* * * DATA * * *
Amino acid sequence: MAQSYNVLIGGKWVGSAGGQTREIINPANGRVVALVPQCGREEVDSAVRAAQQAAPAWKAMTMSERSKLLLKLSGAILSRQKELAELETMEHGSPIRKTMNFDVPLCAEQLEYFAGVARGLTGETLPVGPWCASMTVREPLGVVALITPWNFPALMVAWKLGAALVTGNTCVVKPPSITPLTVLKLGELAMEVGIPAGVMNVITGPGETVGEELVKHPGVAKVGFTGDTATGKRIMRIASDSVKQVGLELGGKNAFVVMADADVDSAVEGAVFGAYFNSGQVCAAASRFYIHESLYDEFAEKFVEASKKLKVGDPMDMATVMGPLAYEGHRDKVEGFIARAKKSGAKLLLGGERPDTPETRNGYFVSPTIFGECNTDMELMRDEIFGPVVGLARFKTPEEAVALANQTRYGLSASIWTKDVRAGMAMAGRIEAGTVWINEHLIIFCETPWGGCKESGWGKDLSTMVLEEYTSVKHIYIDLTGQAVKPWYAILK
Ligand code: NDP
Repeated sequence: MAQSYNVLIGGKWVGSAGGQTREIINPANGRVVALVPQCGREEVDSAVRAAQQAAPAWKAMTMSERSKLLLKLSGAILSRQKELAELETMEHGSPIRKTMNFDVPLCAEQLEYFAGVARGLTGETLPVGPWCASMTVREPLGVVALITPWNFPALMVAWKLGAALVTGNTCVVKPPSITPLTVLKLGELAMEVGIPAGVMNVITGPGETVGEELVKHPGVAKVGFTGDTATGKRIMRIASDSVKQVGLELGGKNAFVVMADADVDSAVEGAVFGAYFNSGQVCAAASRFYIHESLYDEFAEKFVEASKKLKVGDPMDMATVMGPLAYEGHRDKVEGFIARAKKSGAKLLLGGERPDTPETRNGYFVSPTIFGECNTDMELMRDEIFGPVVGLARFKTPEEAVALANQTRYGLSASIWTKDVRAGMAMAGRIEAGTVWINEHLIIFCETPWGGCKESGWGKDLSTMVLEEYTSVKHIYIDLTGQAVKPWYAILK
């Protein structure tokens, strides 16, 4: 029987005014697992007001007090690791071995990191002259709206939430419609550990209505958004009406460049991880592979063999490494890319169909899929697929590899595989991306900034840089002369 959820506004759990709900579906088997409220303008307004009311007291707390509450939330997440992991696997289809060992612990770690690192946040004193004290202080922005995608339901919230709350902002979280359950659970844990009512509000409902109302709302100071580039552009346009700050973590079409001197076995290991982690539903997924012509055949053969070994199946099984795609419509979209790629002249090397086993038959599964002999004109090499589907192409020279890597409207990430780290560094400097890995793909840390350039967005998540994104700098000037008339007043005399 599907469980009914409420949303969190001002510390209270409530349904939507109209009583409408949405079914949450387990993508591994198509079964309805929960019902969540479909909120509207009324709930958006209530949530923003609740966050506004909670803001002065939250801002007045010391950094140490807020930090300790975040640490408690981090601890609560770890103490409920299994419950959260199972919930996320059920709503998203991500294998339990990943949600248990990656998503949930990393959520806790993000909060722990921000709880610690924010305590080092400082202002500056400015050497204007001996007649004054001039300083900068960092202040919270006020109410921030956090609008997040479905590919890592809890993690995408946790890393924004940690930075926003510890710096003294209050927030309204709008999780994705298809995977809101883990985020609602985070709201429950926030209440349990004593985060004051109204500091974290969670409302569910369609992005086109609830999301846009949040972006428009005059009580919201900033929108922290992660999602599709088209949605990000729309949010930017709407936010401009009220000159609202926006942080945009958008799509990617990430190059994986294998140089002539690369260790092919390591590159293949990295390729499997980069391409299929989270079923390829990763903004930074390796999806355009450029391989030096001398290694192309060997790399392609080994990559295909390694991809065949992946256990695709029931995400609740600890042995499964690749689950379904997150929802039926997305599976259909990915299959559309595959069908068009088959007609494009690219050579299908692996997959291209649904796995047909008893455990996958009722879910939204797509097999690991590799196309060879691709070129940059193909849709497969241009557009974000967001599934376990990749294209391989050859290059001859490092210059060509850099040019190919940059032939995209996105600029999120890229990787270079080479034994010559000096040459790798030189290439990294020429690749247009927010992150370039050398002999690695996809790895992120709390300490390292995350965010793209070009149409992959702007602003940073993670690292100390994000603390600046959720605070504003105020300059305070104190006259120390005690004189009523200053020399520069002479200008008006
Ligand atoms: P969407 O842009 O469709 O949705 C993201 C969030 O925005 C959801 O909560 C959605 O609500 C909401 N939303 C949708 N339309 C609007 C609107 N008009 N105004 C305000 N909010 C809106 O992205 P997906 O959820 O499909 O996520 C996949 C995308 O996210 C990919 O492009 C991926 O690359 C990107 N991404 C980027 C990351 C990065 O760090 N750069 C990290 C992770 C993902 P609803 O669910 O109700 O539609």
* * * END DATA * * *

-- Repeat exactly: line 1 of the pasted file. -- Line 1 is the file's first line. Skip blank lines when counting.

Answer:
Amino acid sequence: MAQSYNVLIGGKWVGSAGGQTREIINPANGRVVALVPQCGREEVDSAVRAAQQAAPAWKAMTMSERSKLLLKLSGAILSRQKELAELETMEHGSPIRKTMNFDVPLCAEQLEYFAGVARGLTGETLPVGPWCASMTVREPLGVVALITPWNFPALMVAWKLGAALVTGNTCVVKPPSITPLTVLKLGELAMEVGIPAGVMNVITGPGETVGEELVKHPGVAKVGFTGDTATGKRIMRIASDSVKQVGLELGGKNAFVVMADADVDSAVEGAVFGAYFNSGQVCAAASRFYIHESLYDEFAEKFVEASKKLKVGDPMDMATVMGPLAYEGHRDKVEGFIARAKKSGAKLLLGGERPDTPETRNGYFVSPTIFGECNTDMELMRDEIFGPVVGLARFKTPEEAVALANQTRYGLSASIWTKDVRAGMAMAGRIEAGTVWINEHLIIFCETPWGGCKESGWGKDLSTMVLEEYTSVKHIYIDLTGQAVKPWYAILK